Early Years Alliance chief executive Neil Leitch told NationalWorld that in the past year, his organisation has been forced to close nearly half of its nurseries.
He attributed these closures to “decades of underfunding” and a staff recruitment and retention crisis in the sector - which is particularly impacting rural communities and areas of deprivation.
Mr Leitch told NationalWorld: “It is a complete opposite of the Government’s levelling up agenda.
“It’s almost criminal to have a levelling up agenda and then ignore some of the most fundamental services. It’s disgraceful.”
A freedom of information request, sent to the Early Years Alliance after a two-and-half-year battle with the Department for Education, showed that the Government has given the sector just £300million of funding, despite predicting that it would cost £2billion to fully fund childcare by 2020.
Mr Leitch commented: “Caring for and educating our youngest children is a huge part of our social responsibility.
“The first five years of a child’s life are the most formative and pivotal in their development, so if you adequately invest in these years, you get the biggest return on human capital.
“But the reality is we do the complete reverse. We invest a pittance compared to other countries.”
He argued that the UK focuses funding only on children of a school age, ignoring those under five years old and instead treating early years provision as “babysitting”.
The Early Years Alliance chief executive also pointed out that the UK ranks at the top in terms of the highest percentage of a mother’s income spent on childcare and education, according to a report from the Organisation for Economic Co-operation and Development (OECD).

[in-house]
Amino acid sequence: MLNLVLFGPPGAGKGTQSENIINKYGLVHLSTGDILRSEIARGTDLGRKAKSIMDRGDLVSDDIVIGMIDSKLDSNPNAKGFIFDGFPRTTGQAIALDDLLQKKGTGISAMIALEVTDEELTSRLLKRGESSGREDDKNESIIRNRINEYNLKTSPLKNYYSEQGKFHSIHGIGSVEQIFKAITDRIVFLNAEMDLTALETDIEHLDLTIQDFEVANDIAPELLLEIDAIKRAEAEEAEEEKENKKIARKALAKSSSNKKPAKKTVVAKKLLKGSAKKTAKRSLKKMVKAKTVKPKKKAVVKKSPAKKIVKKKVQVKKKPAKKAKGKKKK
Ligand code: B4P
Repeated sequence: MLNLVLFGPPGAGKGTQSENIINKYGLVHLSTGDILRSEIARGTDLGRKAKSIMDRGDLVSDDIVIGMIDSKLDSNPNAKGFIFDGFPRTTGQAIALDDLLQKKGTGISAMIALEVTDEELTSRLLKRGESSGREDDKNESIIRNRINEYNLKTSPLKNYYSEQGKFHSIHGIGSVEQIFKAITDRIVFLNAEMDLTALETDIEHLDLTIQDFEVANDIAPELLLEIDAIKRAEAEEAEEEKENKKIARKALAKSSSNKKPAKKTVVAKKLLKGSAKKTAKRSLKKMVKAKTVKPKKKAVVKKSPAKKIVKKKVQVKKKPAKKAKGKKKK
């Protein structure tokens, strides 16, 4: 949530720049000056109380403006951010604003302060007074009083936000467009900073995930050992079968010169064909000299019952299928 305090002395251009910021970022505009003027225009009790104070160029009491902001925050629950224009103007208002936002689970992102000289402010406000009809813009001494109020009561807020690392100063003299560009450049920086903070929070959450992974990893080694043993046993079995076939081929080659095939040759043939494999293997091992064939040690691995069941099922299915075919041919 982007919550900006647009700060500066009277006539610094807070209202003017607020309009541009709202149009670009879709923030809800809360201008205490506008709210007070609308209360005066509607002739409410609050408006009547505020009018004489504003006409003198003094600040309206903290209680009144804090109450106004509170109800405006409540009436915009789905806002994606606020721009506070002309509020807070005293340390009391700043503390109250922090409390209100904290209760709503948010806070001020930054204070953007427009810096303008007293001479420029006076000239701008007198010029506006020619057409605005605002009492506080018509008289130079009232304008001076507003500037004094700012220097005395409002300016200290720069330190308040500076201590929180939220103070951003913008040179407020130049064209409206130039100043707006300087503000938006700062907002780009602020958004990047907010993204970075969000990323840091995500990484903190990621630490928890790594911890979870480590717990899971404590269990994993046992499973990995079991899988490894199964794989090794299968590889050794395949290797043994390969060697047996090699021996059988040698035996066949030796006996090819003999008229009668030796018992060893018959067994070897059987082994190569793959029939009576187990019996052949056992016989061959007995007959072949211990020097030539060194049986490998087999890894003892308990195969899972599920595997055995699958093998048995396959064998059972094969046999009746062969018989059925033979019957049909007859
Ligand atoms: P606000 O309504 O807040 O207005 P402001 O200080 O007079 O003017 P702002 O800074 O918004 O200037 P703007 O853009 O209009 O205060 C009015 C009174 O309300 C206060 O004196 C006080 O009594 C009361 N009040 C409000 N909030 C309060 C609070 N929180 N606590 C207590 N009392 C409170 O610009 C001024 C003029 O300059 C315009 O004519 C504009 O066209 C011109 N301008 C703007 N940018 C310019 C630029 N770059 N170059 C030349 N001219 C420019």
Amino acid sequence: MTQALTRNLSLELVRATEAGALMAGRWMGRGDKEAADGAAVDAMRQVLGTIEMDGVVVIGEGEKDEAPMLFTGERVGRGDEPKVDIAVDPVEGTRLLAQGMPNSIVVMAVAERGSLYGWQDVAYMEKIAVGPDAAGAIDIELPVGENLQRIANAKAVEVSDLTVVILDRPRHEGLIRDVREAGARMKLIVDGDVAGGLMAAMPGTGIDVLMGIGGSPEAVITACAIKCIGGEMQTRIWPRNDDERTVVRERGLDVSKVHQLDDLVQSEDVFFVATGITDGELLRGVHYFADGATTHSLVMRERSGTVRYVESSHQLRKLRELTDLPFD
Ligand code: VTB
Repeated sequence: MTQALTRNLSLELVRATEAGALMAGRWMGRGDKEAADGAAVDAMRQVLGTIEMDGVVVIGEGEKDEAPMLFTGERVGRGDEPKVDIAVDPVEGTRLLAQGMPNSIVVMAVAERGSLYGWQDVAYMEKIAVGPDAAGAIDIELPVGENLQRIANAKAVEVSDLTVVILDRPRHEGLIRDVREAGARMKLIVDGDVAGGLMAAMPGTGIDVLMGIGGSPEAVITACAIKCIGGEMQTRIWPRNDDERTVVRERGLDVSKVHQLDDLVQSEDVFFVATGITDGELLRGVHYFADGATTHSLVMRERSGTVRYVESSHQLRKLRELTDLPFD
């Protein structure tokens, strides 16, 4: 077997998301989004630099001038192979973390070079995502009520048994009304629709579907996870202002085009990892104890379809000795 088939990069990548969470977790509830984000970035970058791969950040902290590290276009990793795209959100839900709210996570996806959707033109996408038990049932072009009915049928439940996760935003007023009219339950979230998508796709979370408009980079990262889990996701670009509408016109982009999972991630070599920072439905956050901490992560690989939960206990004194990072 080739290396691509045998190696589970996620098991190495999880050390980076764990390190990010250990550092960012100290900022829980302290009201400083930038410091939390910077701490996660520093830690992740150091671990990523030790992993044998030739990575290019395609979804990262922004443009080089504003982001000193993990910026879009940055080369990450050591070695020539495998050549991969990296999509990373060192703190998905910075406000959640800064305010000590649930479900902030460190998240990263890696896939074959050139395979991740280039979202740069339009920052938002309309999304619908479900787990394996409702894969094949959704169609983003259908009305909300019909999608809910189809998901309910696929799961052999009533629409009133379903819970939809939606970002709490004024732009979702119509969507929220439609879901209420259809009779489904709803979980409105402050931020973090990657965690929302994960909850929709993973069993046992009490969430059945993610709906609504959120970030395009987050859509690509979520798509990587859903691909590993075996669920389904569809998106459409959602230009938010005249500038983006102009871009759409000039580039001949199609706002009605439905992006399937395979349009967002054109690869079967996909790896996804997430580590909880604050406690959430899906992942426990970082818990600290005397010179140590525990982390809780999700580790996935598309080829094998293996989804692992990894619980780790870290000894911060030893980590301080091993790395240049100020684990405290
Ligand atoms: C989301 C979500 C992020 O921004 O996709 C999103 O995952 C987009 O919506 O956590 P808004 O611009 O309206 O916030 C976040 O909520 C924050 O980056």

“It’s a pretty grim place to be,” he continued. “If we’re making it tougher and tougher for parents, particularly mothers, to go back to work because they cannot afford to pay for childcare, it poses a major problem.
“It means young children’s education and development goes by the wayside.”
Joeli Brearley, founder of Pregnant Then Screwed, claimed her organisation has been warning the Government for years that the childcare sector is on the brink of collapse.
She told NationalWorld: “Childcare providers are closing their doors at a rate we have never seen before.
“We are being inundated with messages from frantic mothers who are being forced to leave their job as a result, thrusting more families into poverty.”
But there are even issues for families whose nurseries remain open - as some are increasing their prices to survive during the cost of living crisis.
Managing director of Coram Family and Childcare Megan Jarvie said: “The steep rise [in costs] comes at a time of record inflation and threatens to push families into deeper financial distress.
“Many parents, particularly mothers, will have no choice but to be locked out of work altogether or struggle to pay for basic necessities such as food or rent.”
What the Government said
DfE spokesperson said: “We know there are challenges facing the sector, which is why we are increasing funding to support employers with their costs, investing millions in better training for staff working with preschool children, and have set out plans to help providers run their businesses more flexibly.
“This includes plans to support more childminders into the market by reducing upfront costs.”
The spokesperson added that the Government has spent more than £4bn in the past five years to support families with childcare costs.